As you might expect, there are many, many art fairs taking place around the 2017 edition of Art Basel in Miami Beach, and deciding which ones to visit can be a daunting task.
When one fair folds, another reliably rises in its place. This year, X Contemporary, the woman-owned Conception Art Fair, Next Level Fairs‘ Art Concept, and Technique Art Fair have all gone the way of the dodo, and Miami Project appears to be on hiatus until 2018. Meanwhile, 2017’s newcomers include an all-women operation—dubbed Fair—and the design fair Form.
To help you navigate the never-ending stream of art, artnet News has compiled our go-to guide to Art Basel Miami Beach and its army of satellite fairs.
Art Basel Public 2016. Photo courtesy of Art Basel in Miami Beach.
1. Art Basel in Miami Beach (see last year’s report) The main affair has an intimidating 268 international galleries on tap for its 2017 edition, plus plenty of programming, including a screening of Sara Driver’s Boom For Real: The Late Teenage Years of Jean-Michel Basquiat (2017) and the always-popular Public sector in Collins Park, organized this year by independent curator and critic Philipp Kaiser.
Miami Beach Convention Center, 1901 Convention Center Drive, Miami BeachDecember 6–10. Private view December 6, 11 a.m.–8 p.m. $50 one-day pass. In addition, Uber is showcasing selected artwork of Uber drivers and its riders at 6 p.m. Dec. 8 at its pop-up gallery at 282 NW 25th St.
The new location for Art Miami and CONTEXT Art Miami (rendering). Image courtesy of Art Miami.
2. Art Miami (see last year’s report) It’s the 28th edition of Art Miami, the city’s longest-running Miami Art Week fair, now taking place in a new location downtown. Along with its two sister fairs, Context and Aqua, the Art Miami empire brings close to 300 international galleries to town. At the fair’s entrance, don’t miss the Deep Sea Project, an interactive installation by artists Tina Spiro, Edouard Duval-Carrié, and Jacek Kolasinski, sponsored by the MiART Foundation. Housed in three shipping containers, the piece is meant to raise awareness of climate change and the importance of marine conservation.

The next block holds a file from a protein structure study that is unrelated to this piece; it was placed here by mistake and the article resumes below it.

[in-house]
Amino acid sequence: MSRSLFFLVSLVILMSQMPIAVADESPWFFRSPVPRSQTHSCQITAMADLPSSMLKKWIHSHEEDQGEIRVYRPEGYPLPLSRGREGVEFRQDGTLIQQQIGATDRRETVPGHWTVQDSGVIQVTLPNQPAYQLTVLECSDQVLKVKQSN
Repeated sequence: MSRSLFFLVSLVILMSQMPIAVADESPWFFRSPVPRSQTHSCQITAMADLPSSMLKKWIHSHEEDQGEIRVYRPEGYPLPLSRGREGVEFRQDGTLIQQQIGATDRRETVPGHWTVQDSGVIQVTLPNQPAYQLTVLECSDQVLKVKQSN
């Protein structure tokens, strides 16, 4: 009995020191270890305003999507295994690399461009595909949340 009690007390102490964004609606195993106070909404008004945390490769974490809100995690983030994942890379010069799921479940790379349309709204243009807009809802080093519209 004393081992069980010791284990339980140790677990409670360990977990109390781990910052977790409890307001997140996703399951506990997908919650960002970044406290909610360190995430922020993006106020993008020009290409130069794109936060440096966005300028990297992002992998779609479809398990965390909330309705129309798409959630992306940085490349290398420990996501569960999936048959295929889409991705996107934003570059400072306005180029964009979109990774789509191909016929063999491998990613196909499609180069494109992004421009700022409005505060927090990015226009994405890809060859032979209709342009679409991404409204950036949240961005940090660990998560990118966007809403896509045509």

1 Herald Plaza at NE 14th Street, Downtown MiamiDecember 5–10. VIP preview December 5, 5:30 p.m.–10 p.m.$50 one-day pass, $95 run-of-show with admission to Context and Aqua
Sarah Derat and Rachel McRae’s Digital & Dead (2017). Photo courtesy of the artists.
3. NADA Miami Beach (see last year’s report) The 15th edition of NADA Miami Beach, the only major nonprofit-run fair, is decamping from the Deauville Beach Resort, still recovering from the combined effects of an electrical fire and Hurricane Irma, to its former digsat the Ice Palace. Don’t miss a selection of 25 artist-designed record sleeves on display from Merge Records, which will be accompanied by an acoustic performance from indie rock band Superchunk at 4 p.m. on Thursday, December 7. Special projects include Shimizu Brand’s portrait studio, where visitors can get a photo from Josh Brand and Trevor Shimizu in exchange for a donation to the Miami charity Lotus House, and an augmented reality installation—viewable only via smartphone app—from Sarah Derate and Rachel McRae.
Ice Palace Studios, 1400 North Miami AvenueDecember 7–10, preview December 6, 10 a.m.–2 p.m. $20 one-day pass, $40 run-of-show
Gordon Matta-Clark’s Garbage Wall (1970). Image courtesy of the artist’s estate.
4. Untitled, Miami Beach (see last year’s report)Untitled continues to grow, bringing a record 137 dealers to its beachfront tent for its sixth edition. Omar Lopez-Chahoud has curated the fair’s special projects, which include a restaging of Gordon Matta-Clark’s Garbage Wall, originally created for the first Earth Day, in 1970. The mixed-media piece, made from garbage collected on Miami Beach, has been assembled by the artist’s estate with students from the Florida International University Honors College.